Karl Rove's PAC Trying to Win Arkansas, North Carolina by Running Left of Pryor, Hagan

Karl Rove's PAC Trying to Win Arkansas, North Carolina by Running Left of Pryor, Hagan

Karl Rove and his Crossroads GPS PAC are about to snatch defeat from the jaws of victory in the senate — by campaigning to the left of incumbents Mark Pryor and Kay Hagan on behalf of Republican challengers Tom Cotton and Thom Tills.

So blatant is this attempt in the latest round of TV ads that the Washington Post teased Rove with a headline that taunted him as a “bleeding heart liberal.” Reporter/blogger Greg Sargent said in the story that the two ad campaigns “show Republicans once again hitting Dems from the left on entitlements.” Salon ridiculed the North Carolina ad as the “dumbest of the season” so far, and it was almost identical to one run in Arkansas a few weeks ago. 

The Post and Salon are often wrong in their assessment of Republican strategies, but in this instance, they are right on the money. In the recent spots for both the Arkansas and North Carolina markets, the emphasis is on Social Security and plays on the fears that Pryor and Hagan both support raising the eligibility age for benefits. When you consider that incrementally and gradually raising the benefit age is a common sense conservative idea — and that Democrats routinely fear monger off of this very issue — this is a clear case of Rove trying to out-liberal the Democrat candidates and not just settling for the normal “Democrat lite” campaign the GOP establishment prefers.

While this shameless pandering is bad enough on its on, it is simply incomprehensible given the current mood of the country to reject big government liberalism and all things Obama. It is also the most cynical type of niche politics.

This strategy assumes that those approaching 60 or 65 in those two states do not care about ObamaCare, the VA scandal, the IRS scandal, the southern border’s erasure, Benghazi, or the fact that government is intruding into every aspect of our lives. It is dependent on these voters caring only about their particular check at the appointed age. There is no mention of Barack Obama or Harry Reid in the ads — two of the most toxic associations in those states. Firing Reid as majority leader is a compelling idea, as was firing Nancy Pelosi in 2010. Keep in mind that Hagan refused to appear on stage with Obama in Charlotte earlier this week, and now Rove’s messaging strategy is allowing her to keep her distance. Ditto for Pryor in Arkansas. 

And if all of that weren’t bad enough, the ads aren’t even true. In North Carolina, Hagan was tied to raising the social security age because she had told the Raleigh News and Observer that she was “a big believer in what Erskine Bowles and Alan Simpson did on their final commission.” She is in fact on record on other occasions specifically opposing raising the eligibility age. The tie with Pryor was similarly flimsy. In trying to paint the two Democrat incumbents as fiscal conservatives, Crossroads GPS is connecting dots that simply do not touch.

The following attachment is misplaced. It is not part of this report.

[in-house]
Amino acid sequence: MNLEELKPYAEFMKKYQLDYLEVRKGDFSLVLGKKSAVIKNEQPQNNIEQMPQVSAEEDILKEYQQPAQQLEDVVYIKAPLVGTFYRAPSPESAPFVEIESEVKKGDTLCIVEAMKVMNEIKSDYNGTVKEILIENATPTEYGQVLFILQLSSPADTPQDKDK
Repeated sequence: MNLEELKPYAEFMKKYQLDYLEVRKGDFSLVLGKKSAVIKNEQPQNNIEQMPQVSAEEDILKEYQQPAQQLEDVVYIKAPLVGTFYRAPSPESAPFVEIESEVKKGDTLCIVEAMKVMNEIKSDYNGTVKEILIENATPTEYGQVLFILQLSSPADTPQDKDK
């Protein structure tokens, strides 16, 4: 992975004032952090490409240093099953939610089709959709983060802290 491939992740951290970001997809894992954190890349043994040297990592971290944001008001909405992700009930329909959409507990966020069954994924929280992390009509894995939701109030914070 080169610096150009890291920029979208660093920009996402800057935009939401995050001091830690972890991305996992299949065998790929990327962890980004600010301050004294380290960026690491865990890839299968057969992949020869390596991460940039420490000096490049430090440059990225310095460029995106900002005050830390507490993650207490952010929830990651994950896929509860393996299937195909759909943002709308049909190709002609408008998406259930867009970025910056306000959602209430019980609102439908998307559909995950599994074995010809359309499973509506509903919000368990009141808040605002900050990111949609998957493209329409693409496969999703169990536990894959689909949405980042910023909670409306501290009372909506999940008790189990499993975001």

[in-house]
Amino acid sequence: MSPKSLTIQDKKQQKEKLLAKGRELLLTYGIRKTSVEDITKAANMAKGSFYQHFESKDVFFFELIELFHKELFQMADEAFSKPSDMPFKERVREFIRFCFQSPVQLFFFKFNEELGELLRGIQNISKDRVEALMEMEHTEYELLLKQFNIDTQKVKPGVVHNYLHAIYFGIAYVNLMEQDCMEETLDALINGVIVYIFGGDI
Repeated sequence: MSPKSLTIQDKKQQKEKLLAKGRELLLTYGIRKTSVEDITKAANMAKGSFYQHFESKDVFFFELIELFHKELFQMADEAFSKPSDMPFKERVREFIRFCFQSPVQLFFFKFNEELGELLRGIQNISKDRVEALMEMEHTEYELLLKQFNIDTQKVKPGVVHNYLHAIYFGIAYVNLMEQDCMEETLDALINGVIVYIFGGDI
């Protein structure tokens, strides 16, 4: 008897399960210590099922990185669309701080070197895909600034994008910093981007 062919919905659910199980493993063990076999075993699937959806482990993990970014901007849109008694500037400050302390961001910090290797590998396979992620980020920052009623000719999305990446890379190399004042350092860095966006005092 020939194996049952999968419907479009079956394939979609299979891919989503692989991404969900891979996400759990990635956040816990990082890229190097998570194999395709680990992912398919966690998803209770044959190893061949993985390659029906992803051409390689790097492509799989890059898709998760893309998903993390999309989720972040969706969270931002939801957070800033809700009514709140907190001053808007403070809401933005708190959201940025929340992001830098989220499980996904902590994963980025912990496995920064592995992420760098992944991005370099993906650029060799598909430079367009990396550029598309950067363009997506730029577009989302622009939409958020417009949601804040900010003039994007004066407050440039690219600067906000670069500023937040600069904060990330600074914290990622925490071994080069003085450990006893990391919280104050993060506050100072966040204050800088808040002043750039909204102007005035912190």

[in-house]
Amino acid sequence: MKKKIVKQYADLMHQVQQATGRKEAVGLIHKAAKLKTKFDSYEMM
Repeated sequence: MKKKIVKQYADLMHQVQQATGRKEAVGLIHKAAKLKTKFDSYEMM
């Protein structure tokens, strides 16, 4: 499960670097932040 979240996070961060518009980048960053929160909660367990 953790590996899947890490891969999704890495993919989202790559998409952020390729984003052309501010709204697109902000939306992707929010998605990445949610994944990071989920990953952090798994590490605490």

Which begs the question, why would the supposedly smartest strategist in the Republican Party even try? With the national zeitgeist demonstrably against Obama, his policies, his party and in fact his belief system, why wouldn’t the focus be on the fact that a vote for Hagan or Pryor is a vote for Obama and Reid? The key may lie in two parts of Rove’s background. 

First, he was in the direct mail business for 19 years, and direct mail is a very micromanaged type B left brained endeavor by definition. This is who Rove is, and what he does. On a tactical level, he probably knows more about the country precinct by precinct than anyone not named Michael Barone. As a talented tactician, he is not a strategist. The two skills are not at all the same.

As such, he has never directed a campaign with a compelling big picture, all encompassing message. In the direct mail world, you find one hot button and run a sale on that item in that zip code. In politics, it means you think of every voter as a single issue voter, and you try and niche your way to 271 electoral votes or 51 Senate seats with a little abortion over here and some social security over there — and maybe some trade protectionism some other place. When you run a television campaign the way you run a direct mail message, you actually damage your party’s ability to put together a coherent message. 

Another tell is Rove’s reliance on focus group data, which was certainly true in his failed 2012 efforts. Focus groups by their very definition — they last a couple hours — cannot possibly judge the effectiveness of a campaign message over a period of weeks or months. And yet, this is precisely what Rove and Frank Luntz and Haley Barbour rely on them to do. Conversely, there’s no way to explain a conservative message in a couple of hours either, so naturally the focus group data leads to shallow and more moderate messaging. It’s a guaranteed fail for the conservative message. 

Which could explain why Rove is running to the left of Democrats in some of the most vital Senate races in the nation, in states that voted for Romney no less. 

The author is a contributor to Breitbart, American Thinker and Newsmax TV, is author of Amazon best -seller WTF? How Karl Rove and the Establishment Lost…Again.


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